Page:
Making it Concrete: Analysing the Role of Concrete Plants’ Locations for Circular City Policy Goals

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Submission Summary
Increasingly, space for remanufacturing is seen as the most valuable resource to achieve circular economy (CE) policy goals, in particular for cities. However, in many cities, industrial urban areas are increasingly subject of – mostly circular designed - residential redevelopment. The proposition of this paper is that these diminishing industrial areas host, at least potentially, essential functions necessary to “close the material loop.” The reason why policy makers neglect the necessity of remanufacturing capacity, is because it is difficult to pinpoint the “ideal” geography of a circular loop. Most (circular) products can be transported limitless, thus their remanufacturing functions can be located around the world. But what if a critical material cannot be transported limitless and has circular potential? Therefore, this paper focusses on concrete for two reasons. First, concrete is by far the most abundant material in urban areas. Second, newly/circular made fluid concrete can only be transported for a limited time and distance. The hypothesis of this paper is that concrete plants are and will become essential for circular cities. Subsequently, we focus on the Dutch city of The Hague and combine a Material Flow Analysis with the locations of the concrete resupply chain. Our results show that potentially The Hague has a 100% circular concrete chain, but the importance of its concrete plant is (implicitly) neglected. We conclude that The Hague is illustrative for the problem of many circular cities that are without (implicitly) taking into account the whole circular resupply chain, jeopardized today a future urban CE.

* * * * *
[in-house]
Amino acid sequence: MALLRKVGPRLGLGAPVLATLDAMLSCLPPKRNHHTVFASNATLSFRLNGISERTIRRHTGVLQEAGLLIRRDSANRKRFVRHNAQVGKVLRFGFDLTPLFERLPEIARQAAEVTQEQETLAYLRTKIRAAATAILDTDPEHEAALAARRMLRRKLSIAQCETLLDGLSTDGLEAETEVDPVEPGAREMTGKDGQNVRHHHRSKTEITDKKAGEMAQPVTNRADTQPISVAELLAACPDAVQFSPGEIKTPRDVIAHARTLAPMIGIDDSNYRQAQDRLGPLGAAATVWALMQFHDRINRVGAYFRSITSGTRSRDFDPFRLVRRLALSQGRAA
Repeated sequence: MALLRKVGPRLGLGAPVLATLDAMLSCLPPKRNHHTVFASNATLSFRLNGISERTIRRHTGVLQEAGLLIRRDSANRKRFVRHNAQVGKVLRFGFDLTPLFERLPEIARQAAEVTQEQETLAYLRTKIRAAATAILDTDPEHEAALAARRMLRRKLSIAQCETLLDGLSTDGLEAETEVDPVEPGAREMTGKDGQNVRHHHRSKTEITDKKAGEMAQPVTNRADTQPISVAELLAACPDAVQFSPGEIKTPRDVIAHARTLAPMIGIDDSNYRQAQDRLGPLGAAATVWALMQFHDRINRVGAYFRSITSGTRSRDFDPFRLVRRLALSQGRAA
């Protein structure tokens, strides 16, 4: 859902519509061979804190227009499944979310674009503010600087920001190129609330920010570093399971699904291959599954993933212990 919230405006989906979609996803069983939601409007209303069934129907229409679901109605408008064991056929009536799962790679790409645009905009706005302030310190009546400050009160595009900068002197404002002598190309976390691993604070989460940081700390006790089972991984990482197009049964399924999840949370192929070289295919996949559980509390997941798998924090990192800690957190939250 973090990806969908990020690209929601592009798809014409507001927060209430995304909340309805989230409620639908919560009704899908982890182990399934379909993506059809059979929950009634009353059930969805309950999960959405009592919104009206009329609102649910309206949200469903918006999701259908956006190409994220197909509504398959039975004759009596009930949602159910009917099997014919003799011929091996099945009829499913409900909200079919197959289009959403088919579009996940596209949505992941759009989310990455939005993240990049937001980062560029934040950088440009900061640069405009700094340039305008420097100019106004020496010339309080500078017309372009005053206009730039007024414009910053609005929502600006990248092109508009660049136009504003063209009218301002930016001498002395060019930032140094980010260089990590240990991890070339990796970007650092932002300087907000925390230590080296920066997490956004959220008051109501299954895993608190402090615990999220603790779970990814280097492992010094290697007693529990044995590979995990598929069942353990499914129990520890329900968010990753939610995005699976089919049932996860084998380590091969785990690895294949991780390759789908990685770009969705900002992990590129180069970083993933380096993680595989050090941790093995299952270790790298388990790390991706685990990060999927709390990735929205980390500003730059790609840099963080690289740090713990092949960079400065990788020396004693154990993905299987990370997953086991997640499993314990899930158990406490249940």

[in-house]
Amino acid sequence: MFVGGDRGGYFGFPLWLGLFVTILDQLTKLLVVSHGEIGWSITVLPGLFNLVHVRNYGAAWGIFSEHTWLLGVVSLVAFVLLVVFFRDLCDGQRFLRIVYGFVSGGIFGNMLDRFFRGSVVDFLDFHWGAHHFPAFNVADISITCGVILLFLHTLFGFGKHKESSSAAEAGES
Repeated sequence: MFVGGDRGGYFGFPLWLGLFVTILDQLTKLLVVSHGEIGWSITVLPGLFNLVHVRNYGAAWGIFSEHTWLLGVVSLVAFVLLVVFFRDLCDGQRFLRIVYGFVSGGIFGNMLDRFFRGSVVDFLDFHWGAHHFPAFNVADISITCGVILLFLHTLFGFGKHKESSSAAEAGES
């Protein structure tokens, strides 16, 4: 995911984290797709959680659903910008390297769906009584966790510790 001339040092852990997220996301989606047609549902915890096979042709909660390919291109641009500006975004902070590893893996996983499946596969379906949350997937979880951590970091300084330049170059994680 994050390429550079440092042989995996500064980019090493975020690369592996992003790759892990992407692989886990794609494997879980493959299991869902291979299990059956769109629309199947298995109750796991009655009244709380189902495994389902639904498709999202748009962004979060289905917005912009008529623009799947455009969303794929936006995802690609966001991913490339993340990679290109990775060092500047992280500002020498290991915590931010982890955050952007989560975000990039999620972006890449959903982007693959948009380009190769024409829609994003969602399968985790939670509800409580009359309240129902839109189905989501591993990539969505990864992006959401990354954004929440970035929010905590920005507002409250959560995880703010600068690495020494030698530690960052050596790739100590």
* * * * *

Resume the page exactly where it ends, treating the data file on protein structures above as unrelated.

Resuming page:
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Delft University of Technology

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